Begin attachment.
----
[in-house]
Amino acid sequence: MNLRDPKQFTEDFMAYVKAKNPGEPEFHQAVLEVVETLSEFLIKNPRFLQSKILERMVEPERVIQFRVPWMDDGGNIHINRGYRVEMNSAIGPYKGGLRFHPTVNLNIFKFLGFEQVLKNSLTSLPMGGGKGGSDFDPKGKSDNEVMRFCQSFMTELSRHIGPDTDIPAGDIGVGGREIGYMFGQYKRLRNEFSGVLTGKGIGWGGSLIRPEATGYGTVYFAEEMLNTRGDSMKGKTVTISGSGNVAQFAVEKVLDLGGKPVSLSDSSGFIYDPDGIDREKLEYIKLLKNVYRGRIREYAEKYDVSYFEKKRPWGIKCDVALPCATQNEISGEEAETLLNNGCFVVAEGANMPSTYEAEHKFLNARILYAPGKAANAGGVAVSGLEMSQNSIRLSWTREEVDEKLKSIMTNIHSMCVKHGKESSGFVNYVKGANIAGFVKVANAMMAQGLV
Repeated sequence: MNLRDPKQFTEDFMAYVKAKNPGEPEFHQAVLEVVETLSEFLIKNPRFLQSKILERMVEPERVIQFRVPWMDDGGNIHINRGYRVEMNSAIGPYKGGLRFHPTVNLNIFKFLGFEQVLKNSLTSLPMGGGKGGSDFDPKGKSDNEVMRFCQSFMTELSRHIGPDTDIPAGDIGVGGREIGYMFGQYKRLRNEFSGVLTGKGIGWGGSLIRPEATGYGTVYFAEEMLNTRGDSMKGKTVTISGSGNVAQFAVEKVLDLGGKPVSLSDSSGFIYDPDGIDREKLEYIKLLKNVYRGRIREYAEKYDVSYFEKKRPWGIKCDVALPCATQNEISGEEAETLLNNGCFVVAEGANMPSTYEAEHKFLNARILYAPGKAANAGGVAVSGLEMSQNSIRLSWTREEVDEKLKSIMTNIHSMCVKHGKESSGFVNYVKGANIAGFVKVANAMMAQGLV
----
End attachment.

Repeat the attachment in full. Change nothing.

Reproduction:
[in-house]
Amino acid sequence: MNLRDPKQFTEDFMAYVKAKNPGEPEFHQAVLEVVETLSEFLIKNPRFLQSKILERMVEPERVIQFRVPWMDDGGNIHINRGYRVEMNSAIGPYKGGLRFHPTVNLNIFKFLGFEQVLKNSLTSLPMGGGKGGSDFDPKGKSDNEVMRFCQSFMTELSRHIGPDTDIPAGDIGVGGREIGYMFGQYKRLRNEFSGVLTGKGIGWGGSLIRPEATGYGTVYFAEEMLNTRGDSMKGKTVTISGSGNVAQFAVEKVLDLGGKPVSLSDSSGFIYDPDGIDREKLEYIKLLKNVYRGRIREYAEKYDVSYFEKKRPWGIKCDVALPCATQNEISGEEAETLLNNGCFVVAEGANMPSTYEAEHKFLNARILYAPGKAANAGGVAVSGLEMSQNSIRLSWTREEVDEKLKSIMTNIHSMCVKHGKESSGFVNYVKGANIAGFVKVANAMMAQGLV
Repeated sequence: MNLRDPKQFTEDFMAYVKAKNPGEPEFHQAVLEVVETLSEFLIKNPRFLQSKILERMVEPERVIQFRVPWMDDGGNIHINRGYRVEMNSAIGPYKGGLRFHPTVNLNIFKFLGFEQVLKNSLTSLPMGGGKGGSDFDPKGKSDNEVMRFCQSFMTELSRHIGPDTDIPAGDIGVGGREIGYMFGQYKRLRNEFSGVLTGKGIGWGGSLIRPEATGYGTVYFAEEMLNTRGDSMKGKTVTISGSGNVAQFAVEKVLDLGGKPVSLSDSSGFIYDPDGIDREKLEYIKLLKNVYRGRIREYAEKYDVSYFEKKRPWGIKCDVALPCATQNEISGEEAETLLNNGCFVVAEGANMPSTYEAEHKFLNARILYAPGKAANAGGVAVSGLEMSQNSIRLSWTREEVDEKLKSIMTNIHSMCVKHGKESSGFVNYVKGANIAGFVKVANAMMAQGLV